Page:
Tabatabai, who works for Teton County School District No. 1, has spent 12 years on the council. He cited the new parking garage, Center for the Arts building and affordable housing as some accomplishments during his tenure.
“I have been a good custodian of that seat on the bench,” Tabatabai said. “I would like to give it one more try.”
Incumbent Mark Obringer is interested in affordable housing but would like to look at development within the broader context of the comprehensive plan update.
“There is going to be a broad community dialogue and I would like to be a part of it,” Obringer said. “I would like to help lead that dialogue.”
Obringer, 55, said “the number one challenge” facing councilors in the next year is “to continue to have a dialogue with the people in town to make sure what we are reading out of the comp plan is what they are reading and to make sure they are in lockstep.”
If he wins the seat, it will be his fourth consecutive four-year term on the council. He previously served one term on the Jackson Planning Commission.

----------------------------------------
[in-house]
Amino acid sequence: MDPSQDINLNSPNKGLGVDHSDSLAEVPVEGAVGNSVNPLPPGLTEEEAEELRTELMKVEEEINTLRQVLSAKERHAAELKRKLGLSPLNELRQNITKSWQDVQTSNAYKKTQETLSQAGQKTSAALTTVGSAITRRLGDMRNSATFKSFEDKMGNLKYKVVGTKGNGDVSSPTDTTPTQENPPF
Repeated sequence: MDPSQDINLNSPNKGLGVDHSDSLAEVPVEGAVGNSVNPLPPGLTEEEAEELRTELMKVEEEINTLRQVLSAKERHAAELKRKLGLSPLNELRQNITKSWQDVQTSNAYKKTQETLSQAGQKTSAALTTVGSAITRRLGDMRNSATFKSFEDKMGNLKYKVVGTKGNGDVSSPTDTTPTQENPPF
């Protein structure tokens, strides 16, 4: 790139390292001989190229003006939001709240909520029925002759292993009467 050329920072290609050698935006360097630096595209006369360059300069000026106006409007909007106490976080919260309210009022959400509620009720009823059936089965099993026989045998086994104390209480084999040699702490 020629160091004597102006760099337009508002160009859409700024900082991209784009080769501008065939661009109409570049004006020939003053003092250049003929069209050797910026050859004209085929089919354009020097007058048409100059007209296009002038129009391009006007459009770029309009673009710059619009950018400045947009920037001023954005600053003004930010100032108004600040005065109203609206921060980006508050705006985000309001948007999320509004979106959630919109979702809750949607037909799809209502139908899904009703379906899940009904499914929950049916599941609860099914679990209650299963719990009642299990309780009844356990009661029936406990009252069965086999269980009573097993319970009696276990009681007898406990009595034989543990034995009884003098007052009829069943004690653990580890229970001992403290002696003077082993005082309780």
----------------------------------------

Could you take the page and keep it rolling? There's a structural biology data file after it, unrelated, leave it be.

Despite the outpouring of interest in the town council, no one filed to run against Jackson Mayor Mark Barron.
Barron, 53, announced in April that he will run for re-election to a fourth consecutive term at the helm of the Town of Jackson. Barron, a businessman who owns Blue Spruce Cleaners and High Country Linens, is running on a platform of continuing initiatives that he has helped put in place over the last six years. He listed his five top goals as promoting energy and resource conservation, consolidating town and county government, overseeing the revision of the comprehensive plan, revitalizing the core of Jackson, and preserving “in-town jewels” like Karns Meadow and Flat Creek.